Both the Range Busters and Rance and his outlaw gang are looking for stolen gold bullion. To scare people away from the ranch where the gold is hidden, Rance has his man imitating ghosts. ... See full summary »


(as Robert Tansey)


(original story), (screenplay) (as Harriett Beecher)




Cast overview:
'Alibi' Terhune (as Max 'Alibi' Terhune)
Elmer ...
Helen Weston
Rance Austin (as Glen Strange)
Henchman Chuck
Henchman Ed
Rex Lease
Sam (as Snowflake)
Henchman Danny
Marshal Hammond (as Steve Clarke)


Both the Range Busters and Rance and his outlaw gang are looking for stolen gold bullion. To scare people away from the ranch where the gold is hidden, Rance has his man imitating ghosts. The gold is in a steel cased organ but a certain combination of organ stops need to be pulled to obtain the gold. Written by Maurice VanAuken <>

Plot Summary | Add Synopsis


Western | Mystery





Release Date:

19 February 1943 (USA)  »

Company Credits

Production Co:

Show detailed on  »

Technical Specs


Sound Mix:

Aspect Ratio:

1.37 : 1
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Did You Know?


During the card-playing scene, the shadow of an overhead microphone is visible on the wall behind Alibi. See more »


[referring to Alibi]
Jim, the bartender: Say, he's looking for a job.
'Dusty' King: Well, if you're interested, be sure and come out. I'll have a good job for you.
Elmer, Alibi's dummy: How about me?
'Dusty' King: Are you a cowhand?
Elmer, Alibi's dummy: Oh, I've been a roper and a rider, a bulldogger and a fighter, a bronco buster and a dynamiter. Yippee!
'Dusty' King: I'm sorry. You haven't had enough experience.
See more »


Follows Saddle Mountain Roundup (1941) See more »


Where the Prairie Hills Meet the Sky
Words and Music by John 'Dusty' King (as John King)
Performed by John 'Dusty' King (uncredited)
See more »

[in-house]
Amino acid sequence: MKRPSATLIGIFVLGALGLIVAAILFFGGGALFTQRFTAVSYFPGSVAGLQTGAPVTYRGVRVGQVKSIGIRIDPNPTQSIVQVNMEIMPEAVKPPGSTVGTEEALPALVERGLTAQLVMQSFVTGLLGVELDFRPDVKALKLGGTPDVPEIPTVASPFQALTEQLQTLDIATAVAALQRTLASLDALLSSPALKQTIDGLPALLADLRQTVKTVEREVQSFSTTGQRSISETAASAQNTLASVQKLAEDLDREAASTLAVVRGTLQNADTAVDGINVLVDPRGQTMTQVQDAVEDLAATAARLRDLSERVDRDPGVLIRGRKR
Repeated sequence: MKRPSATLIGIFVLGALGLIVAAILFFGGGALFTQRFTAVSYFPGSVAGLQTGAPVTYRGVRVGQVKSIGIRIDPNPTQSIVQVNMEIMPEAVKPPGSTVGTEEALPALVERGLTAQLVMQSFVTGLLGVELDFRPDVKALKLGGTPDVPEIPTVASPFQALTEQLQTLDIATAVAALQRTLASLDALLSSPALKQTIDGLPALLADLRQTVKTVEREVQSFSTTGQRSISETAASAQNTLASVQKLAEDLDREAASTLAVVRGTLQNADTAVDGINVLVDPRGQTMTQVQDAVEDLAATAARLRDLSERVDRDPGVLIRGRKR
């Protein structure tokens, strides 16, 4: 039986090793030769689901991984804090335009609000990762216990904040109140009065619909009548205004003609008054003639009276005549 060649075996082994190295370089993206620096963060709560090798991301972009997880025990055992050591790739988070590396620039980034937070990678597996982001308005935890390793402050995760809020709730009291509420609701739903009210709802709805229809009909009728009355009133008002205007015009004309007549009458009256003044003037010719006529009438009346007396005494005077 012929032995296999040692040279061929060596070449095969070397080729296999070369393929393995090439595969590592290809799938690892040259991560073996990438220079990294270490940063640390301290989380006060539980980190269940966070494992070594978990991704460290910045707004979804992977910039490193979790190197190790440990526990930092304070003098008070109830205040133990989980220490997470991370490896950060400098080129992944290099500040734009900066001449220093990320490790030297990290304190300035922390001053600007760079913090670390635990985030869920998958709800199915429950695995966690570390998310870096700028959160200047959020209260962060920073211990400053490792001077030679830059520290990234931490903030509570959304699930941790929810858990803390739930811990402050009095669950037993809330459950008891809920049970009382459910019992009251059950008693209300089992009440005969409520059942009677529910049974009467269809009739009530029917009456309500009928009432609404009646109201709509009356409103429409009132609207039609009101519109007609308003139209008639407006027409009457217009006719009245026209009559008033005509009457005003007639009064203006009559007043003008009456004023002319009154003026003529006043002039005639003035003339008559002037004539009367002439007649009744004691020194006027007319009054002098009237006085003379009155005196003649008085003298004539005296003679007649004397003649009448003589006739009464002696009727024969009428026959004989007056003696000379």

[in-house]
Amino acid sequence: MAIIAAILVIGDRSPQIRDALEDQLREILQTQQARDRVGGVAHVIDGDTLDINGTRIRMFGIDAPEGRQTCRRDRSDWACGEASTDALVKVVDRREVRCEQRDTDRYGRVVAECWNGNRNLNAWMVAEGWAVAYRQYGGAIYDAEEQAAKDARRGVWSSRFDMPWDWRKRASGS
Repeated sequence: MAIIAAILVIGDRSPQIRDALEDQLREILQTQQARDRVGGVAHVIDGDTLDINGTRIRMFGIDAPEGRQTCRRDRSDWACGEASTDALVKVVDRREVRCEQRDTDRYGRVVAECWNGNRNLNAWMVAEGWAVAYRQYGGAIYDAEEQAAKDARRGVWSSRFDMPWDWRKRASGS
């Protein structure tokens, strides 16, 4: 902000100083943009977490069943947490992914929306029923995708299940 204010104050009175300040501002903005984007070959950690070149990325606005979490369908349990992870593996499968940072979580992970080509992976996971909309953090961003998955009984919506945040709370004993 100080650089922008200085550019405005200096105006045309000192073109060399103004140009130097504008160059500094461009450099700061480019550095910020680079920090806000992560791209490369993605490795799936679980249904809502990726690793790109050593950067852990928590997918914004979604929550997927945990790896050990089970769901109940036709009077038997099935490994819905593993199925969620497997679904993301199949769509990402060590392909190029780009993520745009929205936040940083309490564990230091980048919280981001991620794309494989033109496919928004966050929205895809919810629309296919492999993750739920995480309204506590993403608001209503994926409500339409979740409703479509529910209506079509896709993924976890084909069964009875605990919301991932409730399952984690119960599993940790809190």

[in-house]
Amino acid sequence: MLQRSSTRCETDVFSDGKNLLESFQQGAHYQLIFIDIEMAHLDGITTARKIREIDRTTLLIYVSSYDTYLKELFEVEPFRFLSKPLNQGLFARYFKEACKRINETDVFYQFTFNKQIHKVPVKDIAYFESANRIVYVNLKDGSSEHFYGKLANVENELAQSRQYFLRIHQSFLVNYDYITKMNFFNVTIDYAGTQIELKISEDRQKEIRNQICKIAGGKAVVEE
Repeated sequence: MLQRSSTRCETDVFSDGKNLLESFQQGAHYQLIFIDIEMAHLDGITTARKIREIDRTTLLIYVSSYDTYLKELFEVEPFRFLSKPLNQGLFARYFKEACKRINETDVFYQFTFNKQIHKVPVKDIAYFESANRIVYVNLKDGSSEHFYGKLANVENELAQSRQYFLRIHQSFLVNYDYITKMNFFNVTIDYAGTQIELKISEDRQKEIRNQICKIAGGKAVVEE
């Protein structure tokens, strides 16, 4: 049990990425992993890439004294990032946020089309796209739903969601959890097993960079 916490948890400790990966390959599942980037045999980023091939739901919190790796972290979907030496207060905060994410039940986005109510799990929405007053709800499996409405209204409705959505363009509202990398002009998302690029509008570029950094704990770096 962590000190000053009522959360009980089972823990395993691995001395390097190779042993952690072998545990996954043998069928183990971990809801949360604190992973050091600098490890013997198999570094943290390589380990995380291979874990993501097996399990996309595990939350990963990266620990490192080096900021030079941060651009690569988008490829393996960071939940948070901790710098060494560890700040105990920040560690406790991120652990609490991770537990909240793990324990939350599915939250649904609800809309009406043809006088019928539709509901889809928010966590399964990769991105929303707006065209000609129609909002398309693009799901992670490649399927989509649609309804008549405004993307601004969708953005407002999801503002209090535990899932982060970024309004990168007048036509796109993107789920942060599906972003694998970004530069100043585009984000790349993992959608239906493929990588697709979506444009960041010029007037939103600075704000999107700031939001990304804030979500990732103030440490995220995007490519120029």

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User Reviews

8 October 2012 | by (United States) – See all my reviews

Given that my two favorite genres are Horror and Western it's only natural that I would seek out the merging of the two, as rare as they are. Some, like "Curse Of The Undead," remain (to date) elusively unreleased while others, like "The Beast Of Hollow Mountain," seem to have employed the horror elements as an afterthought, and still others, such John Wayne's highly entertaining early oater, "Haunted Gold," have a Scooby-Doo type revelation in the climax that feels like a horror cheat. "Haunted Ranch" is somewhat in the league of the latter, though on a much more minimalist scale, i.e. the horror part was a blink and you'll miss it.

On the opening credits themselves it says this is the "20th Range Busters Picture," somewhat astonishing even for a B western series, but then again there is currently a DVD set out that features six vintage B westerns all shot in 29 days! I happen to love B westerns, despite their requisite sameness, but I had never seen anything in the RANGE BUSTERS series prior to this one and am not even sure who played the BUSTERS over the course of the films nor even how many were made in total. Regardless, this particular picture was all pretty conventional stuff and indistinguishable from most B western series.

Although enjoyable and well paced at 57 minutes, the title promised more than it delivered. The only "horror" aspect was the bad guys pretending to be ghosts so that people will stay away from a recently deceased owner's ranch that they are trying to steal. So an outlaw hides in the cellar and makes a lot of ghostly noise and, in the film's only real effective part, plays an accordion that sounds like an organ, which fools the heroes as they see no one sitting at the organ in the parlor. But the ruse merely flusters the good guys who are not prone to fear (of course!) and only really scares the, what else, nervous, bug eyed black cook, played by the ignominiously named actor, "Snowflake."

Frequent comic relief B western actor Max Terhune is in this one, playing his usual character, "Alibi," just as he did in countless installments of the 3 Mesquiteers series at Republic. Terhune's comic shtick was that he was a ventriloquist who always had his dummy, Elmer, with him, dressed exactly like he was and even riding with him on his horse, continually making allegedly funny comments. I have no idea if there were ventriloquists in the old west, but it does seem a bit off whenever I see this cowboy dummy hanging around. At least in this one he had a great scene where he was antagonizing the bad guys in a saloon, leading to the best line in the whole film: "That dummy knows too much."

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